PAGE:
Thorium MSRs don't have that problem because the fuel is already a liquid. There is no worry about a meltdown and even if there were an accident, the fuel can be safely drained away into a holding tank to stop the reaction. It all runs at one atmosphere of pressure, too. So there is nothing to explode in an accident.

It's good to see that some American companies and investors are taking notice and building the power plant of the future. There are numerous benefits to thorium MSRs which are discussed in the Forbes article. Hopefully, someone in Congress is noticing that for a long time, we've been using a very inefficient nuclear power plant and that we're ready for a change.

But given the composition of the next Congress, we might have to wait until 2016 to see people in Congress who are not funded by carbon fuel interests and are willing to make more rational decisions about energy policy.

Tuesday, November 18, 2014

Changing the terms of the debate between Congress and Obama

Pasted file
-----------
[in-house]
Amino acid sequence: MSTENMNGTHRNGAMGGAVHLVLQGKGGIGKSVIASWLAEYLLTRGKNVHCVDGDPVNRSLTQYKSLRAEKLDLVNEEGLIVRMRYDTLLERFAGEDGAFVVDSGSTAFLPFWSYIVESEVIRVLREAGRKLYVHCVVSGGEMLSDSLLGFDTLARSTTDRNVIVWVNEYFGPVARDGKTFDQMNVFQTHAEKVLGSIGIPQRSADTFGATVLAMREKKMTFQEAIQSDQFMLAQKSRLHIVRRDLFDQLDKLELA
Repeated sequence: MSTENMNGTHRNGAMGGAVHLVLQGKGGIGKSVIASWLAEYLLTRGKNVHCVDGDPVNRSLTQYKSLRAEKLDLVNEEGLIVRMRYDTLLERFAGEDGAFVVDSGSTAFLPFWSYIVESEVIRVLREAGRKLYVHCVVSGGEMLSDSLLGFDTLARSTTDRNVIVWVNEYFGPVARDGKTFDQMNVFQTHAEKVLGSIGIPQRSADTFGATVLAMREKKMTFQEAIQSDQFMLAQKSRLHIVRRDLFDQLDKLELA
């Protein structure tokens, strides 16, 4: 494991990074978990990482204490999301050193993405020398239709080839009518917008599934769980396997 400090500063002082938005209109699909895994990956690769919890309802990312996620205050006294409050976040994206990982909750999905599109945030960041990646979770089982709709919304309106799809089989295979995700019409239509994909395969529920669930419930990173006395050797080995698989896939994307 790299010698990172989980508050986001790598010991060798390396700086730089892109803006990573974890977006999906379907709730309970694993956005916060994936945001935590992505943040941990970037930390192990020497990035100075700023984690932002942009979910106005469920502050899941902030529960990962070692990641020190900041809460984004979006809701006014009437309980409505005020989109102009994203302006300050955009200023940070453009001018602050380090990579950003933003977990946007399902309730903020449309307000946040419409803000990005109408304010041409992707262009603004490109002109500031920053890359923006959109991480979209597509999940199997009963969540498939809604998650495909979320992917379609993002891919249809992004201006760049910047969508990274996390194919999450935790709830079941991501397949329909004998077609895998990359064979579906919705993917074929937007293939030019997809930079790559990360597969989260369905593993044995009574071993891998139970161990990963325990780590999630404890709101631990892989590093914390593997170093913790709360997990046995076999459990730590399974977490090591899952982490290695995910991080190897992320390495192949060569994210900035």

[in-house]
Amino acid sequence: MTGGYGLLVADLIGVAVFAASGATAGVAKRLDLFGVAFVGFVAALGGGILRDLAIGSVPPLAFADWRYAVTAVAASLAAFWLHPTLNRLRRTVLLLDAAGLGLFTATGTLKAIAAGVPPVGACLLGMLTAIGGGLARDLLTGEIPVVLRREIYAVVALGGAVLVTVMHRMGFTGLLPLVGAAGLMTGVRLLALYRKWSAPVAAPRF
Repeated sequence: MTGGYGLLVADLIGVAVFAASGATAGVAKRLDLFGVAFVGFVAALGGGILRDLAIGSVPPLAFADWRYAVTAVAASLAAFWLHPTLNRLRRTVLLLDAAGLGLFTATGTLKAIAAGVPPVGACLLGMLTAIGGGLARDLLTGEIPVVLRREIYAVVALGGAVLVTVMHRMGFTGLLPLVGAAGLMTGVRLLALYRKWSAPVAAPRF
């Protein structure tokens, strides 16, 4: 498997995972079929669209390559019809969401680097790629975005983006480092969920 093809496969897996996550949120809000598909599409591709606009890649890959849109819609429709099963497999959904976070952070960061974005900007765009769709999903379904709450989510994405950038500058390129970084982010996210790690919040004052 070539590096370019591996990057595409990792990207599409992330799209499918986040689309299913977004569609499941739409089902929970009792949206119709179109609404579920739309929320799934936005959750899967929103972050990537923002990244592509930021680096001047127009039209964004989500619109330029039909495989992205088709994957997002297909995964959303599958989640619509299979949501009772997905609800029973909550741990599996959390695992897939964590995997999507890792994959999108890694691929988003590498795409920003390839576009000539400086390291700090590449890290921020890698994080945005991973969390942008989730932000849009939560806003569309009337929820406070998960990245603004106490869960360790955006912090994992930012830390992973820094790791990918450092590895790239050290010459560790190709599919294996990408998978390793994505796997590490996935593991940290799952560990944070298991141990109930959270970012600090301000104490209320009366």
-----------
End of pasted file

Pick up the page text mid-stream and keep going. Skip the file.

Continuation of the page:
While it may not seem like it, President Obama is actually in an excellent bargaining position with Congress. Sure, he's facing solid Republican majorities in both houses. In January, every committee will have Republicans chairing them, which means that almost certainly no bills authored by Democrats will ever see the floor of either house for a vote. Especially if Obama supports that bill. But he still has something Republicans don't have. Veto power, or the power to sign a bill into law.

Unfortunately for the Republicans, they still have to show that they're making a good faith effort to negotiate with the president (they haven't). They will also have to show the nation that president is not playing ball (they haven't). Once Obama casts the Republicans as extreme, unreasonable and offering completely unpalatable and unworkable solutions, just to tease the president, life could get really unhappy at the next major election for the Republicans. Of course, people would have to take time out of their very busy day to notice what's going on.

Republicans may think they have the upper hand in the debate on the economy, but they sure have a hard time explaining what happened to the loss of more than $900 billion in annual economic demand since 2008. Republicans have been keen to point out problems in the economy, but have failed to account for the improvements since the start of Obama's term. Perhaps they aren't as focused on inequality as Obama is.